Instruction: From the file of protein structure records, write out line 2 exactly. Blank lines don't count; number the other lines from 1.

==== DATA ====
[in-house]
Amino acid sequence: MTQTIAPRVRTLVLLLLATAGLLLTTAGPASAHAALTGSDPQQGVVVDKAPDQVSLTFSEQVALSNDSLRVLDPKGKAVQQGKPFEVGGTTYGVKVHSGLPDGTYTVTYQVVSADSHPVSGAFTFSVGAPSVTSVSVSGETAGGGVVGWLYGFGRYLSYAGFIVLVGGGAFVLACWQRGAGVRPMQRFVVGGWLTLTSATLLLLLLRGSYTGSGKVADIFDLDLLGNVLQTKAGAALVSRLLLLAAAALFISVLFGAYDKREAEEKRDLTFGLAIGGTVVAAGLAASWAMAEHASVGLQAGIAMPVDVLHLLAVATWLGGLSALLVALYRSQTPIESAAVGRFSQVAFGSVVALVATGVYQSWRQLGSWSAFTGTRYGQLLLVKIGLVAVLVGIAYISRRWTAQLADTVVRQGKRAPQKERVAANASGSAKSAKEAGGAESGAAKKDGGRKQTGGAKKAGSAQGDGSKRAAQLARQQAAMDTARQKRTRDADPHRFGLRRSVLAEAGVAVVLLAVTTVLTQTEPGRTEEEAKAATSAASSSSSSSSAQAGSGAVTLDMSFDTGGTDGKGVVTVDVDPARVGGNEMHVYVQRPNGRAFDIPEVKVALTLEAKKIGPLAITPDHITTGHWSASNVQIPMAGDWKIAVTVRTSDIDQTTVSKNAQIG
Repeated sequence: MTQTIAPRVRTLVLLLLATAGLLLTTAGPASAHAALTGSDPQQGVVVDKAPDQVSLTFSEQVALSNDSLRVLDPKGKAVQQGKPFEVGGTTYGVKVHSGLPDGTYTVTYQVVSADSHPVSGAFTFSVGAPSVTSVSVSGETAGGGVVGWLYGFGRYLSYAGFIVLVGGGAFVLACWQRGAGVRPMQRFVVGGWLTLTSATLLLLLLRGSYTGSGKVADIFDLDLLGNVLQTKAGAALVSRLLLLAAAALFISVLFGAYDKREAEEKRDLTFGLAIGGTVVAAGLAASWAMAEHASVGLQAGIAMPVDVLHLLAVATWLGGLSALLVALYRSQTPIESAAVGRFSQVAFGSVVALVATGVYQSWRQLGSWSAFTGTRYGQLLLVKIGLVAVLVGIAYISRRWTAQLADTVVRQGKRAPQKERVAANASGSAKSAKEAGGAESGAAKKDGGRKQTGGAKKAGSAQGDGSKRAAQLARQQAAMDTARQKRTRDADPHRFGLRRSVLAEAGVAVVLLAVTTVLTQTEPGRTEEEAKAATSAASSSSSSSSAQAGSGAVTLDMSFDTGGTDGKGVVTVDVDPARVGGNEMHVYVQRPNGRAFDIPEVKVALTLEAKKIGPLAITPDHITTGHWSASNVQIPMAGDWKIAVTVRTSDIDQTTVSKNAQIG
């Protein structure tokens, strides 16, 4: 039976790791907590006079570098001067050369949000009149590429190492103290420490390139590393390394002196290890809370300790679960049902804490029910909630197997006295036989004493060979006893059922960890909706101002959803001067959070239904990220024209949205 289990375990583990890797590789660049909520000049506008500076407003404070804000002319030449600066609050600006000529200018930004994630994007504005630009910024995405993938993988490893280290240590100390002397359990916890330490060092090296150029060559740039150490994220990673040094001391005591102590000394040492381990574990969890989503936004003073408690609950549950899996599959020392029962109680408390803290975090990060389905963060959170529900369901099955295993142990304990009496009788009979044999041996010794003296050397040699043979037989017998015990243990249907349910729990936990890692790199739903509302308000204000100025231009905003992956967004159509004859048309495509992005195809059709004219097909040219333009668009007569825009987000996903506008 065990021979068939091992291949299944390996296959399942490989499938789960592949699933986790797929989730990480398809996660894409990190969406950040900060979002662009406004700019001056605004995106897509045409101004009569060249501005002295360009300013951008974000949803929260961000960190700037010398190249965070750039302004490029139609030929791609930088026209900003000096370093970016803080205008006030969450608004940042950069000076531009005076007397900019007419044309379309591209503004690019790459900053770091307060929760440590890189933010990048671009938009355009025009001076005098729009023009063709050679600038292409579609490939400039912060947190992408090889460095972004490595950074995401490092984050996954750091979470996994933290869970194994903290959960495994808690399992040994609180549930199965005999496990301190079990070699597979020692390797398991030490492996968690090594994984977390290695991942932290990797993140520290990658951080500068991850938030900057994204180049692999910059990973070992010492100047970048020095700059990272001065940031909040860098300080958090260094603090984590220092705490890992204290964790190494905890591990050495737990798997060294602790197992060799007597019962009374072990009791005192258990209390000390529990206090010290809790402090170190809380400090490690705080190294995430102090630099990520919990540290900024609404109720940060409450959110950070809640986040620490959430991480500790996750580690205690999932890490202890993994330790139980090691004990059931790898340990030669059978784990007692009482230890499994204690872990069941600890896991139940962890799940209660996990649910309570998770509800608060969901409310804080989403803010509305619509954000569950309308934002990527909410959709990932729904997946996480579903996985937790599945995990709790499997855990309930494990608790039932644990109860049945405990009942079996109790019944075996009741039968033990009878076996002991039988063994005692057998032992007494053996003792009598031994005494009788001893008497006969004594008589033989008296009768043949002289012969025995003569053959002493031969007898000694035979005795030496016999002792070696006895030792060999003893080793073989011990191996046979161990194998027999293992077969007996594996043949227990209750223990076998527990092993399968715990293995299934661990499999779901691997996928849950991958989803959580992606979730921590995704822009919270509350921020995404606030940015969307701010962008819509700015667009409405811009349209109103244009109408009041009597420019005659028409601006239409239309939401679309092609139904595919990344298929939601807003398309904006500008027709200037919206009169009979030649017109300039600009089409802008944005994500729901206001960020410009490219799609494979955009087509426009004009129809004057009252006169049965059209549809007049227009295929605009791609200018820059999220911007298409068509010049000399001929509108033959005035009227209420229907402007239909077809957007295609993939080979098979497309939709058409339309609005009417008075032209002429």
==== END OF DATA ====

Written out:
Amino acid sequence: MTQTIAPRVRTLVLLLLATAGLLLTTAGPASAHAALTGSDPQQGVVVDKAPDQVSLTFSEQVALSNDSLRVLDPKGKAVQQGKPFEVGGTTYGVKVHSGLPDGTYTVTYQVVSADSHPVSGAFTFSVGAPSVTSVSVSGETAGGGVVGWLYGFGRYLSYAGFIVLVGGGAFVLACWQRGAGVRPMQRFVVGGWLTLTSATLLLLLLRGSYTGSGKVADIFDLDLLGNVLQTKAGAALVSRLLLLAAAALFISVLFGAYDKREAEEKRDLTFGLAIGGTVVAAGLAASWAMAEHASVGLQAGIAMPVDVLHLLAVATWLGGLSALLVALYRSQTPIESAAVGRFSQVAFGSVVALVATGVYQSWRQLGSWSAFTGTRYGQLLLVKIGLVAVLVGIAYISRRWTAQLADTVVRQGKRAPQKERVAANASGSAKSAKEAGGAESGAAKKDGGRKQTGGAKKAGSAQGDGSKRAAQLARQQAAMDTARQKRTRDADPHRFGLRRSVLAEAGVAVVLLAVTTVLTQTEPGRTEEEAKAATSAASSSSSSSSAQAGSGAVTLDMSFDTGGTDGKGVVTVDVDPARVGGNEMHVYVQRPNGRAFDIPEVKVALTLEAKKIGPLAITPDHITTGHWSASNVQIPMAGDWKIAVTVRTSDIDQTTVSKNAQIG